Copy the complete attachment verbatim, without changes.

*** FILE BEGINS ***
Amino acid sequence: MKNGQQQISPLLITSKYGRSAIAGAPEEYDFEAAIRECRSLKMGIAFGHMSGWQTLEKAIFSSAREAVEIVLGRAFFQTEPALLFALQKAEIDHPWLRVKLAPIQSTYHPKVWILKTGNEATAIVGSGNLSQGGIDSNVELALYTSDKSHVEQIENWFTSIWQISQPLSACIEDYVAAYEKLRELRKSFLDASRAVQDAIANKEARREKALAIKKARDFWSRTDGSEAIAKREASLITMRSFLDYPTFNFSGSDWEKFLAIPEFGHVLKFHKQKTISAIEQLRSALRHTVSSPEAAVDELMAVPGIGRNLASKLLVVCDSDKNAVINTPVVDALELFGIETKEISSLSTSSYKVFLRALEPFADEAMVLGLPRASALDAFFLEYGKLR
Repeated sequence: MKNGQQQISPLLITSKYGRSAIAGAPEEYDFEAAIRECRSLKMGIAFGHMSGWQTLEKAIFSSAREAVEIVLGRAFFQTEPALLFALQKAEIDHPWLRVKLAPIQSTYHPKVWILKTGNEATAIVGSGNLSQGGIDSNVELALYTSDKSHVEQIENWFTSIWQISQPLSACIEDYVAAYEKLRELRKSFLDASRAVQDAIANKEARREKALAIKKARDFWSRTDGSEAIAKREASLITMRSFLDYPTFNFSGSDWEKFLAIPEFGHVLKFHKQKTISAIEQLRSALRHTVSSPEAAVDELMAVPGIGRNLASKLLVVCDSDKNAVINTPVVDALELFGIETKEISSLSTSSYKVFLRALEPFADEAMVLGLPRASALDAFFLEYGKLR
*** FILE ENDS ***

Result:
Amino acid sequence: MKNGQQQISPLLITSKYGRSAIAGAPEEYDFEAAIRECRSLKMGIAFGHMSGWQTLEKAIFSSAREAVEIVLGRAFFQTEPALLFALQKAEIDHPWLRVKLAPIQSTYHPKVWILKTGNEATAIVGSGNLSQGGIDSNVELALYTSDKSHVEQIENWFTSIWQISQPLSACIEDYVAAYEKLRELRKSFLDASRAVQDAIANKEARREKALAIKKARDFWSRTDGSEAIAKREASLITMRSFLDYPTFNFSGSDWEKFLAIPEFGHVLKFHKQKTISAIEQLRSALRHTVSSPEAAVDELMAVPGIGRNLASKLLVVCDSDKNAVINTPVVDALELFGIETKEISSLSTSSYKVFLRALEPFADEAMVLGLPRASALDAFFLEYGKLR
Repeated sequence: MKNGQQQISPLLITSKYGRSAIAGAPEEYDFEAAIRECRSLKMGIAFGHMSGWQTLEKAIFSSAREAVEIVLGRAFFQTEPALLFALQKAEIDHPWLRVKLAPIQSTYHPKVWILKTGNEATAIVGSGNLSQGGIDSNVELALYTSDKSHVEQIENWFTSIWQISQPLSACIEDYVAAYEKLRELRKSFLDASRAVQDAIANKEARREKALAIKKARDFWSRTDGSEAIAKREASLITMRSFLDYPTFNFSGSDWEKFLAIPEFGHVLKFHKQKTISAIEQLRSALRHTVSSPEAAVDELMAVPGIGRNLASKLLVVCDSDKNAVINTPVVDALELFGIETKEISSLSTSSYKVFLRALEPFADEAMVLGLPRASALDAFFLEYGKLR